What makes a great Asian vegan cookbook?
I’ll be honest and upfront with you about the criteria that were used in this “test”. My recommendations are purely based on the factors that have been written below:
- No “teaspoon of some spice that can only be found on the Himalaya mountain and bought for 100000 $ in special shops in Zimbabwe.” What I mean by that is that certain cookbooks ask you to add an awful lot of ingredients that are not available in most normal shops where you live.
One of the cookbooks, that obviously didn’t make the list, had one recipe of something that looked delicious. The problem? Well, only 5 out of 16 ingredients could be bought in my local shop.
- Doesn’t require any special equipment to make the food. In my kitchen, I have a microwave, an oven, a stove, and the basic kitchen equipment that “everyone has”.
When a cookbook asks me to get my “citrus juice sprayer” ready – or to put the dough into a “Marinade-Infusing Meat Tenderizer”, I’m out. If you can’t come up with recipes that most people in a normal kitchen can make, I’m not gonna recommend your cookbook.
Most Asian kitchens are quite small and easily equipped. Stop making it too fancy.
- Great pictures. If the pictures are too good, you might lose your confidence in your own cooking abilities. 😉
But having great pictures that illustrate each and every recipe is important. I want to get tempted!
- A little text about the background of the dish, but not too much.
To be completely honest, I don’t really care that this snack was the favorite of Mao Zedong – or that this specific Indian dinner was served to all Indian soldiers during the infamous Battle of Delhi in the year 1757.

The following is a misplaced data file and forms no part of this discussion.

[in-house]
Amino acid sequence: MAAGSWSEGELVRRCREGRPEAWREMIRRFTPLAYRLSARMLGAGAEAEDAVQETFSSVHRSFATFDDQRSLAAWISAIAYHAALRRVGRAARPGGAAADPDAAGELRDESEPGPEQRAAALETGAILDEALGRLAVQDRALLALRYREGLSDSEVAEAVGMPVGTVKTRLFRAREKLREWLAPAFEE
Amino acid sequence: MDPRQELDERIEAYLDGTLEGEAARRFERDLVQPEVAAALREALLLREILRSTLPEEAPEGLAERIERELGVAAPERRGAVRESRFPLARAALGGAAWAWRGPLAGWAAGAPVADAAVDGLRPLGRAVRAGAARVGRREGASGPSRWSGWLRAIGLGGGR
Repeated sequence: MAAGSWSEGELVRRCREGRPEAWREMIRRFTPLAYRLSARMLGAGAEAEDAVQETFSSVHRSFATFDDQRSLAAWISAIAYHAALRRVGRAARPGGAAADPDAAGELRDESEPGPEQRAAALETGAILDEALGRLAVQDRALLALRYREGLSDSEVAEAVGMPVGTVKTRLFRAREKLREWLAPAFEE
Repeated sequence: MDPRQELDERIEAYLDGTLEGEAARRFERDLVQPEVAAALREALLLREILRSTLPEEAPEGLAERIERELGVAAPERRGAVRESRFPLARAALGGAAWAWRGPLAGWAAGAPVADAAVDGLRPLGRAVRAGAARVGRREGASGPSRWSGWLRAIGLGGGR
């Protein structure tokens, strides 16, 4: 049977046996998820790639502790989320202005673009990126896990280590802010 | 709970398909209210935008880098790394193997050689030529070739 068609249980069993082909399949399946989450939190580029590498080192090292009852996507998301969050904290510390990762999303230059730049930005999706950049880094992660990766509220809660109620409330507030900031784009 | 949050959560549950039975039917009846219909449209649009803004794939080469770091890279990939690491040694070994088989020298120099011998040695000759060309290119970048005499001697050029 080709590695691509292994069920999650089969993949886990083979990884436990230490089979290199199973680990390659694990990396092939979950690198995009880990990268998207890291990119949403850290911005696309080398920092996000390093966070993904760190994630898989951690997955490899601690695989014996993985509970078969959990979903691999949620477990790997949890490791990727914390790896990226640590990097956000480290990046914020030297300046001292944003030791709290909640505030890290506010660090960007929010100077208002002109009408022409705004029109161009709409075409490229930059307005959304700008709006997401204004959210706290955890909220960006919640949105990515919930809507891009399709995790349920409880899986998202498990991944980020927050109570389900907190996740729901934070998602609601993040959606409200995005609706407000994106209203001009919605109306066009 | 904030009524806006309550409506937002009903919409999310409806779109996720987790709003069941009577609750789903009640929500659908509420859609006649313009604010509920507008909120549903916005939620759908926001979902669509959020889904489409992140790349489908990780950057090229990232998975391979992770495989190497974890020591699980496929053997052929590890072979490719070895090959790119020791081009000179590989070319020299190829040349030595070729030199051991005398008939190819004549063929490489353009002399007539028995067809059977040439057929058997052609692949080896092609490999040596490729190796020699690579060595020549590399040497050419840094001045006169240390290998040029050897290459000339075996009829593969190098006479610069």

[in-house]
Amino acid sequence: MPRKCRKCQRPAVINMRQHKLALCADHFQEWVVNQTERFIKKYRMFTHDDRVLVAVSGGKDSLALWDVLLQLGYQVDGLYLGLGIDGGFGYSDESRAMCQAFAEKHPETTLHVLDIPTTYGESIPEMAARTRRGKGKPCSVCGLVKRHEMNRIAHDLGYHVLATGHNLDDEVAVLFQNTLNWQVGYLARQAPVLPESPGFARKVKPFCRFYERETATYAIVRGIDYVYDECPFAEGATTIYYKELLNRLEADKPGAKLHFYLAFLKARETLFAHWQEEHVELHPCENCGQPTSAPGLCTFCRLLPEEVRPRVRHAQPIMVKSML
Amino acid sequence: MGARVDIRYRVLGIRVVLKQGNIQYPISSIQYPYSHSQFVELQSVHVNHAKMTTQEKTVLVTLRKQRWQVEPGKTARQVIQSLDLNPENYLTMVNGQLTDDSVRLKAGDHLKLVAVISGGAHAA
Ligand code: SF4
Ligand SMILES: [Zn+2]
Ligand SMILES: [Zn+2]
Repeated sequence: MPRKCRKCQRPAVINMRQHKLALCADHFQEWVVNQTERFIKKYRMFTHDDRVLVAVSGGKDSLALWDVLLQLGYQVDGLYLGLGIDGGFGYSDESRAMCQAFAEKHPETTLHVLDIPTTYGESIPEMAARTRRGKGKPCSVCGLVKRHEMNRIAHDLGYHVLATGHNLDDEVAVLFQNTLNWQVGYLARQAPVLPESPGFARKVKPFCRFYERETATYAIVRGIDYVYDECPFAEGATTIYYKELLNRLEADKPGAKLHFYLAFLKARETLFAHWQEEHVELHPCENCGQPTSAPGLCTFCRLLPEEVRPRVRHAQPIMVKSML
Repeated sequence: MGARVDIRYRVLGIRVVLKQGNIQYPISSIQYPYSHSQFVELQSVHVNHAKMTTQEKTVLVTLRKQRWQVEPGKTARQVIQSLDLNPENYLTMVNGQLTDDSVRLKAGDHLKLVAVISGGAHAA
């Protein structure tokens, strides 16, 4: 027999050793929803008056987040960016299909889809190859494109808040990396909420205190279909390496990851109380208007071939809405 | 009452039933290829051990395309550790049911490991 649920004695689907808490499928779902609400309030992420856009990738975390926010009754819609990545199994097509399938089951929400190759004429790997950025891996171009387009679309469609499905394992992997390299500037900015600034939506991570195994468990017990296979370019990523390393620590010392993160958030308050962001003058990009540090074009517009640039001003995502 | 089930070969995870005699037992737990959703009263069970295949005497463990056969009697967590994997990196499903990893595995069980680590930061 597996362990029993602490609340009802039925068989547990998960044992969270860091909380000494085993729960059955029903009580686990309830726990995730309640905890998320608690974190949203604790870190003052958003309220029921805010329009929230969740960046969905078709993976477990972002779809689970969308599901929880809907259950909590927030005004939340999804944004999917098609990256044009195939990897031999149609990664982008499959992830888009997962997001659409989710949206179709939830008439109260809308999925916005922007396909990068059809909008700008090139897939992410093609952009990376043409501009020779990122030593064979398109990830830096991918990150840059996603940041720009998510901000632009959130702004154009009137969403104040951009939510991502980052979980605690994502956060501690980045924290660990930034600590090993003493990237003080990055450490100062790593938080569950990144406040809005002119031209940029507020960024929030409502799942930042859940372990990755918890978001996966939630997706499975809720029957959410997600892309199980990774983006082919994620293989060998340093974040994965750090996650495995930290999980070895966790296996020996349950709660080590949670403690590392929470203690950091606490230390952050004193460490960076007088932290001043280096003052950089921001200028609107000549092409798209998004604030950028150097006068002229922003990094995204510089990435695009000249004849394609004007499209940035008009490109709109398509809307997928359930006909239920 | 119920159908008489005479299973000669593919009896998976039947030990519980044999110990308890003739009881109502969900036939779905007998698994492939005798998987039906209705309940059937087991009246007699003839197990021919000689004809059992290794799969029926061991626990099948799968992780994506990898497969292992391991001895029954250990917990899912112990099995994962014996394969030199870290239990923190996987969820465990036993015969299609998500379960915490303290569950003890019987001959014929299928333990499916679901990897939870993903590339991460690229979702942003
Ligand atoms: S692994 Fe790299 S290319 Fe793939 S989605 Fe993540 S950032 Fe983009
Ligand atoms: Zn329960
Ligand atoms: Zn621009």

I just need to know whether or not it’s easy to make, how many people it can be served for – as well as how it tastes. 🙂
- Not all dishes are vegan.
You clicked this article to find vegan recipes. Some of the books on the “runner’s up list” contain recipes that are vegetarian, not vegan.
I probably sound very negative in this part of the article. But that’s simply because I browsed through so many bad cookbooks that simply weren’t precise or good enough.
Read this article to learn why cooking at home is eco-friendly.
I’m writing this question down because I know there are many fellow coriander haters out there.
Even though many of the recipes in these books use coriander, it’s 100 % OK to drop it. Just take the coriander out of the equation every time – and you are completely fine. Don’t worry about that soap taste at all.
This is something that surprised me as well.
I spoke to a friend of mine. Her parents run a couple of Chinese restaurants in Norway. She told me that getting inspiration from an Asian food culture, but understanding the taste buds of “western people” was super helpful for the author of cookbooks.
In other words: several of these successful Asian cookbooks are written by “Western people” because they have the ability to understand what the market wants, what most people have in their kitchen, which ingredients can be bought in a normal supermarket in Europe/the US, etc.
In the list on the top of this article, you will find a lot of great alternatives.
I’ve personally read them all – and have only included well-written books on the list.
Still looking for inspiration?
Well, if you’d like to see some Asian vegan dishes being made “live”, I can recommend the video below.
The video uploaded on a Youtube channel called “East Meets Kitchen” – and it’s quite educational if you want to learn a thing or two of how to make proper Asian vegan food: